Monday, February 20, 2012

Painting Wheels & Maps

Children of (Montsanto) Corn
by Dana Ellyn
acrylic on canvas

Today I attended my first-ever painting class. I loved it - and not just because the studio has cats in residence (although that is a bonus). 

Dana Ellyn ( teaches classes out of her home in Mather Studios downtown. She is a full-time artist whose work I first encountered through Artomatic and last saw when attending the "Dystopia" opening (a joint exhibit with Matt Sesow's work) at The Dunes. Aside from her distinctive style, the sharp-edged humor and emotional content of her work has long drawn me in. Her website bio notes that "from childhood until about the age of 30, Ellyn was quiet and reserved. She has now found her voice and she is making up for lost time."  Hell, yeah.   

All of which is to say, I've been on the painting class waiting list for a while now. 

So when a cancellation came in that gave me a spot, I zipped myself down to the Gallery Place Metro and (because I was overly zippy and early) spent some time at the National Portrait Gallery basking in an arty groove. (Side note: the Portrait Gallery has a copy of the Adams Memorial there, which I found startling, given that I didn't realize others existed outside of the original at the Rock Creek Church Yard; having it indoors feels...not quite right).

Classes are informal with Dana, as she meets the artist wherever he or she is on the learning curve. Some of the other students in the class were immersed in projects now well under way, each exhibiting a particular style and point of view. Since I've been largely painting in a vacuum (an interesting image if taken literally), the hum of communal right-brain activity sounded a happy tone for me.

Given that my painting knowledge is, umm, spotty at best, Dana started me out with the basics. While creating a color wheel, we touched on a variety of topics, including: brushes (flat for lines, rounds for more brushstroke emphasis); paint types (opaque, translucent); mediums (fluid medium, used to thin paints without making them all watery and streaky, is my new best friend; I'm still not huge on gel medium); color mixing and blending; scrumbling (dry brush); and palette knife painting. We covered a lot of ground in just six colored wedges.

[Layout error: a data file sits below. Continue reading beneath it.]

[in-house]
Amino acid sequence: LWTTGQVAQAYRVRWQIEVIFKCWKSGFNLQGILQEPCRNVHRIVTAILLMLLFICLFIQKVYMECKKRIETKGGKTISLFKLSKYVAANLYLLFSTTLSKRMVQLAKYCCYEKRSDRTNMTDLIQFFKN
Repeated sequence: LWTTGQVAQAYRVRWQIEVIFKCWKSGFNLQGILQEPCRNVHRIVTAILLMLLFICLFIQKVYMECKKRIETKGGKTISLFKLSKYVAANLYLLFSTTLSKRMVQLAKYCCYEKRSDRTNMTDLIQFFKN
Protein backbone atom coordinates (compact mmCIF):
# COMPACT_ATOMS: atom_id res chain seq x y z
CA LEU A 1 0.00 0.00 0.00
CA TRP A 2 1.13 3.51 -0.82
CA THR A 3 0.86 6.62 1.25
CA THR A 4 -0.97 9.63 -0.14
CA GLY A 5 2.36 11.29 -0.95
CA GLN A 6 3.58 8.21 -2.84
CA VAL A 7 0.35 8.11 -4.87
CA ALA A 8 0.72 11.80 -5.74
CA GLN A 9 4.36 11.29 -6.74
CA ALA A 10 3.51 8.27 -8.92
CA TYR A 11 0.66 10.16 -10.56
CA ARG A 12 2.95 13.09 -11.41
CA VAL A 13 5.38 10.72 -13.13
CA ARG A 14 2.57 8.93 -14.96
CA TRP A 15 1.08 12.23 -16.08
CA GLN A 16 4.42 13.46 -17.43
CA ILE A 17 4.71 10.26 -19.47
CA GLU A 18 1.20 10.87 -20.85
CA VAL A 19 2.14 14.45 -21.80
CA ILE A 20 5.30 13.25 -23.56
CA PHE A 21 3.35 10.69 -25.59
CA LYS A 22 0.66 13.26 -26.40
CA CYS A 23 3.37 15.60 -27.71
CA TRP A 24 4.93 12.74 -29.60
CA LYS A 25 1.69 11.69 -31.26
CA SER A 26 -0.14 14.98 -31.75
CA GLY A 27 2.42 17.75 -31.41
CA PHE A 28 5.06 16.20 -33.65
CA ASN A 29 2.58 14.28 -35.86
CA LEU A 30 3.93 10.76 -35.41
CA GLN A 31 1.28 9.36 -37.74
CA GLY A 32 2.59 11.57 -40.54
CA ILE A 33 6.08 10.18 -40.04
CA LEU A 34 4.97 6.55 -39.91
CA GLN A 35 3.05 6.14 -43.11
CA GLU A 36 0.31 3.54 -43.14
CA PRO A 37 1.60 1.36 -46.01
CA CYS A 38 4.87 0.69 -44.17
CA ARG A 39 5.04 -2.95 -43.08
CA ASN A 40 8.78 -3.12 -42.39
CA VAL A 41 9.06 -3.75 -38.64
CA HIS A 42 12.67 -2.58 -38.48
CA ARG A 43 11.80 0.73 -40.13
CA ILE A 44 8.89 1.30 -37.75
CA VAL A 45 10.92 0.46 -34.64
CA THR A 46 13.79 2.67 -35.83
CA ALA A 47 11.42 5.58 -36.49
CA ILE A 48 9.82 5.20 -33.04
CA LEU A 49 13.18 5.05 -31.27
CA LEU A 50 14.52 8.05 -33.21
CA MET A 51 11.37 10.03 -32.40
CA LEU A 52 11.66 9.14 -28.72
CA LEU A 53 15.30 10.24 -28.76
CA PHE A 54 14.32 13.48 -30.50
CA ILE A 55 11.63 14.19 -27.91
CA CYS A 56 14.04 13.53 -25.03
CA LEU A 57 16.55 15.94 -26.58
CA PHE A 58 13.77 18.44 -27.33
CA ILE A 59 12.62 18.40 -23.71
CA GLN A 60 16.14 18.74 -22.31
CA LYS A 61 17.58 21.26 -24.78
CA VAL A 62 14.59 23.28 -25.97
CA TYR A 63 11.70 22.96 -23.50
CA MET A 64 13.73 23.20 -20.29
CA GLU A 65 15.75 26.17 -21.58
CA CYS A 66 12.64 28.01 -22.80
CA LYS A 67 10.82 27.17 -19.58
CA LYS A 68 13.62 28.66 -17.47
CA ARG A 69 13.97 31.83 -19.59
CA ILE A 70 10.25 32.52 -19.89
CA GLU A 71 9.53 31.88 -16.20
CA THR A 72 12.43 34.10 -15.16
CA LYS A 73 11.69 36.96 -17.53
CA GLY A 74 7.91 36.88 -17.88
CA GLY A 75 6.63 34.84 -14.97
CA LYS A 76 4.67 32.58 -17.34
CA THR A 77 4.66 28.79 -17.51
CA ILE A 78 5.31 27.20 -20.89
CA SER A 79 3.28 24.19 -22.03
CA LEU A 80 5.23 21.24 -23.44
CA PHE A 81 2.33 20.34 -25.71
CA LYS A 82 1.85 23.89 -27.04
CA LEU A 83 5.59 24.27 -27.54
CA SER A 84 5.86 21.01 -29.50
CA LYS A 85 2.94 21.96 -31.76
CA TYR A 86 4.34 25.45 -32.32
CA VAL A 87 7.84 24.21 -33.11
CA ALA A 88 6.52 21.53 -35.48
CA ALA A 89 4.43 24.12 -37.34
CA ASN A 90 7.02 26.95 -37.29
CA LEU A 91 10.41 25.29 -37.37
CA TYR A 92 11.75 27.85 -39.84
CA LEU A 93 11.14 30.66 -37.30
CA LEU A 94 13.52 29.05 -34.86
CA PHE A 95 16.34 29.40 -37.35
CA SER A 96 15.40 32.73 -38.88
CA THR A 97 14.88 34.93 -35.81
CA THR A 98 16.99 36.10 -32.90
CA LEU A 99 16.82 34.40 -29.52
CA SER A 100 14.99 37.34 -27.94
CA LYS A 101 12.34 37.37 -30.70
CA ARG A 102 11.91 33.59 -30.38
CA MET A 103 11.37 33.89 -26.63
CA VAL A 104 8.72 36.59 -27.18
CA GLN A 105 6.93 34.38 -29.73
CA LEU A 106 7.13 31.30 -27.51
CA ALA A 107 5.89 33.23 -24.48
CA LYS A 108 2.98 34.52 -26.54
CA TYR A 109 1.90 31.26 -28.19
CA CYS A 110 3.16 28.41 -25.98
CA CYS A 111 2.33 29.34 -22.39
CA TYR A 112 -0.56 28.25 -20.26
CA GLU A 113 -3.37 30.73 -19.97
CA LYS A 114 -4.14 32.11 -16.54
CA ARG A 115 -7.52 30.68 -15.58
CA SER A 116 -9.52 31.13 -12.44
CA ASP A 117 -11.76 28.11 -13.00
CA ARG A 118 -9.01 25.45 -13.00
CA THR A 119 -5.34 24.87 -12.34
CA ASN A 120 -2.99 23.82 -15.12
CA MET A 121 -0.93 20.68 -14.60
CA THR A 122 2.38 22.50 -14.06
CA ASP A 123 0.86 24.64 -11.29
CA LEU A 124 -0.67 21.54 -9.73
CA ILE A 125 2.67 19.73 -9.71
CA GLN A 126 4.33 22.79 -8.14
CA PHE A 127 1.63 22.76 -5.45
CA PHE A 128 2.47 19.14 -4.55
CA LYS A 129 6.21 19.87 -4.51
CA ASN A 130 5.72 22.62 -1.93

From there, I dug through her many books and chose a photograph as a model for my painting.  To get a handle on tonalities, I'll be creating a version in black & white (original photo is also, conveniently, black & white). After getting a base background of a gray going, I spent some time sketching things out with a soft pencil (now also on the shopping list).   

Of course, being me, I ended up changed the cropping so that I could focus more on the face in the photograph, and may end up changing other details, as the balance is now a little screwy.  I started getting just the roughest bits of light and dark paint shading in before running out of time. Two hours goes quickly.

Typing away here, with paint flecks still stuck to my fingernails, I'm thrilled to have landed in a flexible place where I can ask all the questions that come up while I'm twiddling around with paints. I feel like I've spent the last two years driving around town, and now suddenly someone has handed me a map. I'd hit some good spots and some weird neighborhoods in my travels, but missed whole areas and major attractions, failed to see the shortcuts and connections and commonalities that, once known, make getting where I want to go much, much easier. 

So yes, I'm very much looking forward to my next class and working on how to make make people look like people not mannequins, and giving Peanut the cat another scritch behind the ear .

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